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Publication - Guidance

Guidance on Part 11 (Continuing Care) of the Children and Young People (Scotland) Act 2014

Published: 7 Nov 2016
Part of:
Children and families, Communities and third sector
ISBN:
9781786520579

Explains the new provision of Continuing Care introduced by Part 11 of the Children and Young People (Scotland) Act 2014.

44 page PDF

561.4kB

44 page PDF

561.4kB

Contents
Guidance on Part 11 (Continuing Care) of the Children and Young People (Scotland) Act 2014
In Summary

44 page PDF

561.4kB

In Summary

The age at which looked after young people leave care in Scotland remains a key factor in ensuring a successful transition and achieving positive outcomes throughout life. Care leavers continue to become independent and are expected to look after themselves much sooner than their same-age peers. (Housing Options and Care Leavers, Improving Outcomes into Adulthood [15] , CELCIS July 2015).

Staying Put in nurturing positive relationships through a Continuing Care placement is a key factor in helping young people and local authorities achieve successful and sustained interdependence for young people ceasing to be looked after.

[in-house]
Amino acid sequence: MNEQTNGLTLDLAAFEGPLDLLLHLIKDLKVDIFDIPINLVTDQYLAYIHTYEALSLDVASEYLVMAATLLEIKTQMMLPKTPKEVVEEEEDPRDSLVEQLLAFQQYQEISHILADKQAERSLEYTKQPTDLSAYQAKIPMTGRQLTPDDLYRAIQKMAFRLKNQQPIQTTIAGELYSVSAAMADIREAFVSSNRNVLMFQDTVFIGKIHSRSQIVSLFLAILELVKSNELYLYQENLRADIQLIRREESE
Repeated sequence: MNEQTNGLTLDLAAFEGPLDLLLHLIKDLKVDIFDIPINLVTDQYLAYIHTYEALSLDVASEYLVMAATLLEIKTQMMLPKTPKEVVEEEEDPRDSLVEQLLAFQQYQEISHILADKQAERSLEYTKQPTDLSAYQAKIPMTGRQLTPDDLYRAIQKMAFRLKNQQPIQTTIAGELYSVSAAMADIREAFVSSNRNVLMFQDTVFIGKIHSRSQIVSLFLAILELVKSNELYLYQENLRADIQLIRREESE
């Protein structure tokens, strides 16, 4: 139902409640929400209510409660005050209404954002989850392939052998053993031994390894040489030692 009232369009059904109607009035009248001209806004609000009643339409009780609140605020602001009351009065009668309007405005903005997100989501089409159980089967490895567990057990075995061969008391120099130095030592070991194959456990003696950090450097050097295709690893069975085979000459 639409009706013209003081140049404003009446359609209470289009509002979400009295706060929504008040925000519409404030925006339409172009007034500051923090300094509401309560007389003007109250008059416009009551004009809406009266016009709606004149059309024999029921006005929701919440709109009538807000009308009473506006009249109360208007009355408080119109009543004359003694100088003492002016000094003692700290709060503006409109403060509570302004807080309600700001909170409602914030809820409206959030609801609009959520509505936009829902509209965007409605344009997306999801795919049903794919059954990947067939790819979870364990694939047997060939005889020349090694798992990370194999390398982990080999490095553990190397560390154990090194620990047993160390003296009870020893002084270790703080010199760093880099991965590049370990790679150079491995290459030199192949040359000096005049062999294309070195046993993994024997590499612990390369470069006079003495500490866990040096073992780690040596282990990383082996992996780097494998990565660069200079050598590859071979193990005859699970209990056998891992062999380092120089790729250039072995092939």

Continuing Care enables young people to retain a day-to-day relationship with their carer, and an on-going relationship with the local authority and other corporate parents (see Part 9 (Corporate Parenting) of the 2014 Act). In this sense, Continuing Care is about facilitating relationship-based practice with young people, and providing them with a continued feeling of belonging, permanence and stability to support and prepare them as they transition towards interdependency.

The Scottish Government is clear that a looked after young person should be allowed to remain in their care placement until the time is right for them to move on with a suitable care plan in place. Local authorities should work within the enabling spirit of legislation to provide caring environments for all looked after young people as they transition to inter-dependent living at a time and pace that suits them.

It is counterproductive to focus on what legislation enables a care leaver's needs to be met as legislation will not cover all eventualities. The priority must be that all looked after children will have a care plan that meets their individual circumstances and allows them to remain in their care placement if at all possible.


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